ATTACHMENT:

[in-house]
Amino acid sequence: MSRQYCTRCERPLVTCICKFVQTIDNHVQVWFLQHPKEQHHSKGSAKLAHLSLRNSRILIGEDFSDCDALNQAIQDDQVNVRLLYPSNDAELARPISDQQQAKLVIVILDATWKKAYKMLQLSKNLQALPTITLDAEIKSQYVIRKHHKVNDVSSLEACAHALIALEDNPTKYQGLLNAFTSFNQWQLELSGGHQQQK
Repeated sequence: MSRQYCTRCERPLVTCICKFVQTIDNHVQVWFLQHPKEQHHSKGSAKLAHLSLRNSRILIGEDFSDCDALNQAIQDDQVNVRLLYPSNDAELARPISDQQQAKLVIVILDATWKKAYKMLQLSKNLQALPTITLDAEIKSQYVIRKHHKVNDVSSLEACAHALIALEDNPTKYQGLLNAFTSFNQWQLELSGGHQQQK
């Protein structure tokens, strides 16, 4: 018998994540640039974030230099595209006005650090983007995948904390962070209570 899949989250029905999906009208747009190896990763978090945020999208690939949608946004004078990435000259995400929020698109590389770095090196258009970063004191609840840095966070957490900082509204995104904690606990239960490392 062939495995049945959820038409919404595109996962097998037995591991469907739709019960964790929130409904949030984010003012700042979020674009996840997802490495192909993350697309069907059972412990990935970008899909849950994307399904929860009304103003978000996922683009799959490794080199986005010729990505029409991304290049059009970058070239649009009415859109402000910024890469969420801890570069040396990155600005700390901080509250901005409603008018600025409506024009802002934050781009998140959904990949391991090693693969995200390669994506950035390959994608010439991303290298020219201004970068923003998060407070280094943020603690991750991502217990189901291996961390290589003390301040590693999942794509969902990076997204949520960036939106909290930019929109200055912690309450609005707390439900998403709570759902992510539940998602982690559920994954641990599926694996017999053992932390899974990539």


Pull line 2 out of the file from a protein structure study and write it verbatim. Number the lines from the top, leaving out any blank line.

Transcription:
Amino acid sequence: MSRQYCTRCERPLVTCICKFVQTIDNHVQVWFLQHPKEQHHSKGSAKLAHLSLRNSRILIGEDFSDCDALNQAIQDDQVNVRLLYPSNDAELARPISDQQQAKLVIVILDATWKKAYKMLQLSKNLQALPTITLDAEIKSQYVIRKHHKVNDVSSLEACAHALIALEDNPTKYQGLLNAFTSFNQWQLELSGGHQQQK